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NGINX (pronounced "Engine-X") is a free/libre webserver and reverse-proxy software. It's basically what you're meant to be using instead of Apache2.

Tutorial video[edit]

Basic Setup[edit]

This section covers the base functionality and configuration of NGINX; Simply setting up a static HTML website served over encrypted HTTPS with a Let's Encrypt certificate.


This guide requires:

  • Debian GNU/Linux
  • Ports 80 and 443 port-forwarded on your router
  • Your own domain/subdomain with an A DNS entry pointing to your server's public IPv4 address
  • Basic UNIX knowledge

Also be sure to run

sudo apt update && sudo apt full-upgrade

Before beginning.


On Debian, use:

sudo apt install nginx

(This guide covers NGINX configuration of Debian; Other distributions may have different or more bare-bones configurations compared to Debian, and as such may require more configuration than what is seen here.)


By default, NGINX on Debian scans the /etc/nginx/sites-enabled/ directory for webserver configuration files. The instruction to do so is included in the /etc/nginx/nginx.conf file.

It is recommended to place server configuration files in the /etc/nginx/sites-available directory, and then symbolically linking them to /etc/nginx/sites-enabled to let NGINX see the configurations:

 # Enabling a configuration file:
sudo ln -s /etc/nginx/sites-available/YOUR_DOMAIN /etc/nginx/sites-enabled/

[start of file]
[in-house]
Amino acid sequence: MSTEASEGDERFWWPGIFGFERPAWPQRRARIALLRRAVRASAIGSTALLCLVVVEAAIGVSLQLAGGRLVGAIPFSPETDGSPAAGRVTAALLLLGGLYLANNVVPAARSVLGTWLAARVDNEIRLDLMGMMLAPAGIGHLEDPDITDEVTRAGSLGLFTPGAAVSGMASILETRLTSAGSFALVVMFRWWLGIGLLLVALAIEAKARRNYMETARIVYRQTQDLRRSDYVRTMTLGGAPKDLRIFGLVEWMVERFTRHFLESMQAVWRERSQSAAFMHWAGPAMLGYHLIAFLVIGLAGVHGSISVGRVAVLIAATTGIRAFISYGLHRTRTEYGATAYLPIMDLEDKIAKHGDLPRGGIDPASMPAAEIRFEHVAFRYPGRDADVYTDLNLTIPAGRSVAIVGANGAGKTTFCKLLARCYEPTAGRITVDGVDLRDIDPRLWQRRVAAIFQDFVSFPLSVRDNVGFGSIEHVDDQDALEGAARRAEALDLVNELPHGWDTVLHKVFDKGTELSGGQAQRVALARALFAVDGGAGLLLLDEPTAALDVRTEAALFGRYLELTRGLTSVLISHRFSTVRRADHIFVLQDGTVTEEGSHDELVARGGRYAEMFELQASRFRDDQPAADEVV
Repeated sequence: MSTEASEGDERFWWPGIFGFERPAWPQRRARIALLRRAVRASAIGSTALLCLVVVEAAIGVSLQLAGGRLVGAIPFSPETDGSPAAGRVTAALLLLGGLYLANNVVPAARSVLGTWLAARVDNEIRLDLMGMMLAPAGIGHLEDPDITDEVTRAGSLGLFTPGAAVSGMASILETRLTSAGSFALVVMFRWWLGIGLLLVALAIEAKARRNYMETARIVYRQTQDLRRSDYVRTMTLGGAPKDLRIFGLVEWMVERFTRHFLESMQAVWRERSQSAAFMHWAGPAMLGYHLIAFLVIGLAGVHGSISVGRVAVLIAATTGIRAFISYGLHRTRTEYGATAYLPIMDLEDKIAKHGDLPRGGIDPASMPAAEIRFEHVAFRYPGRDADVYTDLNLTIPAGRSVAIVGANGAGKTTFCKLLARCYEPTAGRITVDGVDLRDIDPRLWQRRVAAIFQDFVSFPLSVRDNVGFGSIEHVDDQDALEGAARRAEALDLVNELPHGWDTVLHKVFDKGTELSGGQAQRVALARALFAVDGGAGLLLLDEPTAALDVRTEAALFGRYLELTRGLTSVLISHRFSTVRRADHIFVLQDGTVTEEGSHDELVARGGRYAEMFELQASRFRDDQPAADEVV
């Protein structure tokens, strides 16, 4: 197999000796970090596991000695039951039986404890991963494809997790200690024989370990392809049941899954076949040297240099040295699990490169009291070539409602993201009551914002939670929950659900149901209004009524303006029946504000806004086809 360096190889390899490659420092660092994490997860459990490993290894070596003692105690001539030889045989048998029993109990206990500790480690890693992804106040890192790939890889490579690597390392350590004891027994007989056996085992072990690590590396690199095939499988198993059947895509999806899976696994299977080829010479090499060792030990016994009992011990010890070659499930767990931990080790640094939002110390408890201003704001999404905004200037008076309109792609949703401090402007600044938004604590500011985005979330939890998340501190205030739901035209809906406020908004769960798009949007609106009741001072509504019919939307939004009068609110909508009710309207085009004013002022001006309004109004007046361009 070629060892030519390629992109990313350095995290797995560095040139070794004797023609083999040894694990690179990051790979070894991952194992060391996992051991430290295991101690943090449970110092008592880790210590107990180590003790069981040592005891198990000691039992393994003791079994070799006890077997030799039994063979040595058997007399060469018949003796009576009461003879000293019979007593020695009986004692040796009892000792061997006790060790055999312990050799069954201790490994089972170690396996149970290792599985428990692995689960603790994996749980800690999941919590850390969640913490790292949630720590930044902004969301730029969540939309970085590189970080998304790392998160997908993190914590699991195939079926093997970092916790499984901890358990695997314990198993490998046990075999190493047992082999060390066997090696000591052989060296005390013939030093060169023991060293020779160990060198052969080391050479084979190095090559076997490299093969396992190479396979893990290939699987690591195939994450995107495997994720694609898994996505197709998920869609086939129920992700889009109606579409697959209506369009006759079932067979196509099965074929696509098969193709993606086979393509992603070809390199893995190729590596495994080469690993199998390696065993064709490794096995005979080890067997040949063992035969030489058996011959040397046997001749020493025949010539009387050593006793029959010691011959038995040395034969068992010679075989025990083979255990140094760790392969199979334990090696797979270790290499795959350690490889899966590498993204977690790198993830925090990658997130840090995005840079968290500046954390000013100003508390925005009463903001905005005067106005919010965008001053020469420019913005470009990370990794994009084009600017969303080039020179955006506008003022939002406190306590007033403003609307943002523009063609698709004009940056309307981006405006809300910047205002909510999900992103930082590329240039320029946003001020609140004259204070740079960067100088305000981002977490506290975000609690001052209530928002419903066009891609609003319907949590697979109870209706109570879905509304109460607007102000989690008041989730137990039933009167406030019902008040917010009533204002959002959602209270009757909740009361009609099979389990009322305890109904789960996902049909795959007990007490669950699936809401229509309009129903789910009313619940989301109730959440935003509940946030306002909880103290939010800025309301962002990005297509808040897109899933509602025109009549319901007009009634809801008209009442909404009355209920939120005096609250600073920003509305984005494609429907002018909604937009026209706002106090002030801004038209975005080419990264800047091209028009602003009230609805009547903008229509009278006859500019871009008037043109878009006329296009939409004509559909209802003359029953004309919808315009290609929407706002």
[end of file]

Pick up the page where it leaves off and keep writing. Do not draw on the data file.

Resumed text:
# Disabling a configuration file:
sudo unlink /etc/nginx/sites-enabled/YOUR_DOMAIN

(It is generally recommended to name your configuration file in /etc/nginx/sites-available after the server name or domain name: For example, a website with a domain name such as would have a configuration file like /etc/nginx/sites-available/

The actual configuration file at /etc/nginx/sites-available/YOUR_DOMAIN to serve a static HTML page should look like this:

server {
        listen 80;
        listen [::]:80;

        server_name YOUR_DOMAIN;

        root /var/www/YOUR_DOMAIN;
        index index.html;

        location / {
                try_files $uri $uri/ =404;

(Once again, ensure YOUR_DOMAIN is replaced with the actual domain/subdomain you wish to use.)

Encryption with Let's Encrypt[edit]

By using Let's Encrypt's certbot tool along with the certbot-nginx extension, one can enabled encrypted traffic to their server and generate a full-chain encryption certificate.

Begin by installing Certbot and the NGINX extension for it:

sudo apt install python3-certbot python3-certbot-nginx

Then, use the following command to do the rest:

sudo certbot --nginx -d YOUR_DOMAIN

Once certificate generation is complete, this command will bring up a prompt to either disable or enable redirection of non-encrypted traffic through the encrypted port. It is recommended to enable Redirect.

Systemd Service[edit]

The nginx package on Debian includes a systemd service:

sudo systemctl restart nginx

Once restarted, NGINX should find your configuration file at /etc/nginx/sites-enabled/ and successfully serve your static HTML site!


NGINX config files can be edited to add various functionality to a website. These options allow for NGINX to act as a powerful tool for much more than just serving static content.

Enabling File View/Indexing[edit]

While Apache2 has this feature enabled by default, file indexing is turned off in NGINX unless the user specifies otherwise. Enabling auto-indexing requires for a location to be set, from where the files will be served:

location / {
        autoindex on;


NGINX can proxy traffic from any network location and serve it over the ports specified in a config. To proxy traffic, one must specify the location where the traffic is to be served, and the originating address of the traffic:

location / {
        proxy_pass http://localhost:8008;